I was once on a business strategy team with a very large corporation. My assignment was to work with one of the company’s rapidly growing brands in order to help them reach a billion dollars in annual sales. As you could imagine, we were quite busy.
My internal “client” was housed on a different floor on the other side of the building from the strategy team. Most of my day was spent working along side team members of the brand on a number of strategic initiatives. Much of the work involved testing, analyzing and reacting to growth ideas in our innovation pipeline, so I worked with people in every aspect of the business.
I loved my job. The folks on the brand were amazing. They considered me a member of the team and we worked well together. The proof was in the results as we exceeded our sales goals during a very difficult time in the industry.
One day, my boss called me into his office and asked why I was away from my desk all the time. He knew where my client was located and how successful our initiatives had been, but he was bothered by my perceived absence. While we had regular meetings to “touch base” on my projects, I tried to explain why I was spending so much time with my client. His response was classic old school corporate culture: “It doesn’t look good. I just need you at your desk.” And, with that, my job got much more difficult.
Here’s the thing: I could crunch numbers and call into meetings from my desk, but my job also involved leading work groups, influencing decision-makers, inspecting prototypes, resolving team-member disputes and visiting stores to observe how consumers interacted with our test initiatives. It also involved developing the trust of a team on which I was not officially a member. These activities required my physical presence (away from my desk).
To my boss, working meant being present or better stated, being seen in my official office space. Unfortunately, his view of work is as antiquated as the old command-and-control style of management.
This leads me to what we can learn from millennials because they give us a peek into the future of work.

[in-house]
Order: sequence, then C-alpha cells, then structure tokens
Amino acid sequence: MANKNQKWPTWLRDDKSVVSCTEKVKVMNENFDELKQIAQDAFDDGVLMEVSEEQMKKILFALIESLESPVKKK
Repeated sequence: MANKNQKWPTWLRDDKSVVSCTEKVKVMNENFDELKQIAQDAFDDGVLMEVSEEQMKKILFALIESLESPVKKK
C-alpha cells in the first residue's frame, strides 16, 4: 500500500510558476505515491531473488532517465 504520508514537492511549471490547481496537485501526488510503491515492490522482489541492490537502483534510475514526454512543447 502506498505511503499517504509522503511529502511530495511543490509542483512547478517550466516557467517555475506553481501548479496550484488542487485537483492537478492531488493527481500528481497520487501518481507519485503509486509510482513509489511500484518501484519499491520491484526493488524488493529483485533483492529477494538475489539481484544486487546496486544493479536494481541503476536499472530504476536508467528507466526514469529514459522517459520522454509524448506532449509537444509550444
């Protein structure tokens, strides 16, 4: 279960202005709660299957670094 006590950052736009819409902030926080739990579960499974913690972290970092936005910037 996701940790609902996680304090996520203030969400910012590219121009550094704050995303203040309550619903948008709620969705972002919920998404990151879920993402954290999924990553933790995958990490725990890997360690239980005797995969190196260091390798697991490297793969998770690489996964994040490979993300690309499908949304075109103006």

In his Inc.com article, Here's Why Your Definition of 'Work' Is Driving Millennials Nuts, John Brandon writes: “We (non-millennials) see work as defined by a place, a time, an org chart, a paycheck, and a boss. It's ingrained in us…. To non-Millennials, work is almost always completely separate, at least by definition. "
To millennials, “Work has flowed into life. It has co-mingled.” Technology has enabled us to be connected 24/7, but because millennials grew up with this ability they simply don’t understand the legacy nine-to-five work-style of older generations.
Here was Brandon’s conclusion: “Here's the difference, though. Millennials are starting to define ‘work’ as tasks. It's not a period of time, and it's not based on where you are or who you are with… For younger people, though, it can be hard to say when work ends and the fun begins. Or maybe the ‘fun’ is work. Or work and fun mean the exact same thing.” And, “Work doesn't have a time-frame for most Millennials, either.”
The millennial perspective is the future of knowledge work.
Yes, there will always be jobs and tasks where ones presence is mandatory (dental hygienist, plumber and bar tender come to mind), but a majority of knowledge worker tasks may be done at odd hours and away from the office. Entrepreneurs of all generations already know this. I’ve completed work tasks on the beach, while walking my dog, at my kids’ tennis matches and in the middle of the night to name a few. I’m sure you have too.
Our attitudes toward work are rapidly changing and for good reason. Technology has enabled us to work effectively from almost anywhere at any time. The millennials were simply the early adopters of this new perspective of work. The question is how do you view work? Is it a place you go or the time you spend on activities for which you get paid? Or, is it the successful completion of specific tasks or the achievement of objectives?
My former boss just wanted me to look busy, but that wasn’t how I defined work. So, I left. Sounds like millennials feel the same way. Ironically, the future of work may be summed up by a classic Hemingway quote: “Never mistake motion for action.”
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